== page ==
Managing Your Money (continued)
A Quick Note on Taxes
As a business, you’ll need to pay different taxes than you did as an individual. As noted in the Business Structures lesson, the types of taxes are determined by the structure and how the income of your business is reported.
In addition to taxes on income, other taxes may come along as you go from being a creative to a business. This can include self-employment tax, employment taxes if you add staff, sales tax on products sold, and a Business & Occupation Tax, which is levied on the business’ gross profits.
The Mastering Financials section has much more detail on this subject, and it’s best to use the services of an account or bookkeeper to help you do your taxes. Sites like TurboTax are acceptable for individual tax filings, but a good accountant will know a lot more about how to get the most out of your chosen tax structure, including what you can and can’t legitimately deduct.
A couple of other things about taxes.
First, make sure you keep up with your tax payments. It’s easy to convince yourself that you’ll make them up later in the year, but rarely does that happen. The IRS doesn’t have a very good sense of humor when it comes to the money you owe him.
Second, it can be very tempting to report your income as low as it can go. This will reduce your near-term tax obligations, but it will also sock you hard down the road when your retirement benefits are being calculated as you reach retirement age. It will also make it really hard to get a loan for a car, home mortgage or the business.
Promised we’d be quick.
Introduction: Are You Ready?
1. Thinking Like a Business
2. Business Structures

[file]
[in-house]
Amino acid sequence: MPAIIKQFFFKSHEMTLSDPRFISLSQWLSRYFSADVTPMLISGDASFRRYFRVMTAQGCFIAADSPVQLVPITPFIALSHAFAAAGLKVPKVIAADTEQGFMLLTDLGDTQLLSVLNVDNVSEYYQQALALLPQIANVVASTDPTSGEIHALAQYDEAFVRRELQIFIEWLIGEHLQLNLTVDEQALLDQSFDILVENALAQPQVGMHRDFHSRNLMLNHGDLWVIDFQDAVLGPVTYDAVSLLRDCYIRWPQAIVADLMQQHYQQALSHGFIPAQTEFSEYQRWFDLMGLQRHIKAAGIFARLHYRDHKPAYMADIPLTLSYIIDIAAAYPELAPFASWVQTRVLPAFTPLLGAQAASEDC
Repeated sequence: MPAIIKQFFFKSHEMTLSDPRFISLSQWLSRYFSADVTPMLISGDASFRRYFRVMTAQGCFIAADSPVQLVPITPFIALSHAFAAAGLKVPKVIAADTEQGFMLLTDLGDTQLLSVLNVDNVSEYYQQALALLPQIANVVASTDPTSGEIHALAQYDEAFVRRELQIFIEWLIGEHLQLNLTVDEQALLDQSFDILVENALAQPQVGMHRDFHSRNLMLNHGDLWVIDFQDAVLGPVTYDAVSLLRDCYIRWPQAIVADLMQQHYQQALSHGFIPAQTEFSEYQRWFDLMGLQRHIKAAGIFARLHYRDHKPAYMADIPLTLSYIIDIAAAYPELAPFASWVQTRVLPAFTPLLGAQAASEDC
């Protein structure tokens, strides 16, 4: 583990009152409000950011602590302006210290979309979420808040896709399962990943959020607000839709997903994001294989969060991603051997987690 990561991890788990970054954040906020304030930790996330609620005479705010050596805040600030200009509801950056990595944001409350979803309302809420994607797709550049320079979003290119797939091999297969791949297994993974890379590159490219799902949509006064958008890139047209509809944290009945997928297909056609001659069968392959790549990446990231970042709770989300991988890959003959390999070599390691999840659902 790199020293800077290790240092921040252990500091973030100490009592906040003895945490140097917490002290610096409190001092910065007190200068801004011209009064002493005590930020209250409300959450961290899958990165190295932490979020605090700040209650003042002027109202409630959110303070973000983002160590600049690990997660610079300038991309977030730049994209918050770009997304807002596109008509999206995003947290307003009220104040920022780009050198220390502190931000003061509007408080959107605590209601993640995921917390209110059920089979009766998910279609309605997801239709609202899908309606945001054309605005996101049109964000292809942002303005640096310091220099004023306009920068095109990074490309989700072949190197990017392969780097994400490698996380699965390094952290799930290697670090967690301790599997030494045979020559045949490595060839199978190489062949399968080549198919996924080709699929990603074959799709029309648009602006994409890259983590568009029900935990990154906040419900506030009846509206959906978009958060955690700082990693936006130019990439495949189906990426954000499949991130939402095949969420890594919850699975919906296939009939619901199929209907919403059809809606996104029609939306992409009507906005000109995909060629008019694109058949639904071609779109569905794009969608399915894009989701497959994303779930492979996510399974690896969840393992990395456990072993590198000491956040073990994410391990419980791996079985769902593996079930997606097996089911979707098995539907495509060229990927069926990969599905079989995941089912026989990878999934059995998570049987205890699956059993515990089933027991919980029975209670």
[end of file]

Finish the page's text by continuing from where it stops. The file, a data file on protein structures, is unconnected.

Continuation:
3. Access to Capital
4. Creating Revenue Streams
6. Finding Customers
8. Creating a Winning Pitch
9. Effective Negotiation
10. Intellectual Property
11. Managing Your Money
12. Going Global
Rainy Day Planning
Running a creative business can be exhilarating when the money flows in. When my own business started, we were doing film production work which meant a nice $5,000 check every week a production company was in town. We were living in style, going so far as buying a round for the house at our favorite bar. Then the production dried up for a spell. We didn’t understand the importance of putting money away for those dreary days when no work and no money was rolling in.
As you plan your business and your finances, try to keep the flow as even as possible. It’s wonderful if it continues to rise all the time, but you want to be able to weather those periodic downturns when you’re in a sales cycle instead of doing work, or waiting for a big assignment to come through the door. And you will have dry spells. Every business large and small does.
Worse, there will be times when you experience an emergency, whether it’s a personal health issue or a problem with your computer, band saw, pottery wheel or what else you use to generate income. You not only have to cover the cost of the repair but also the downtime. If you can’t work, you can’t make money and will have to use your reserves to keep your business and personal life chugging along until the crisis passes. And don’t forget any natural disasters, such as a flooded main street that leaves a foot of water in your shop.
The same can be true for your expenses, at least the variable ones. Sure, you’d love to write off that new Apple computer that just came on the market, even though yours is just fine. Or the Triple Play package on cable that gets you all the movie channels plus major league baseball and the Seahawks. These are rookie mistakes. Remember, you’re trying to build a sustainable business where you can live a creative life, not a life that your friends will envy you for because you can watch the blockbuster that’s still in theaters.
Speaking of expenses…
Don’t forget to look under the cushions as you look for legitimate tax deductions. If you are a costume entertainer, you obviously want to write off your costumes or the materials to make them if you do it yourself. As a musician, don’t forget strings, a new tuner, PA or mic. And you can always get that dreamy collector Gibson if you actually get paid to do gigs and aren’t just playing it at home for your dog. The same is true for any creative pursuit. As long as you can defend it to an auditor and clearly show that it is used for and in your business, you have a legitimate right to claim it. Just know that the U.S. Tax Courts may be brought in to make a final decision if you’re being a bit too creative with your deductions.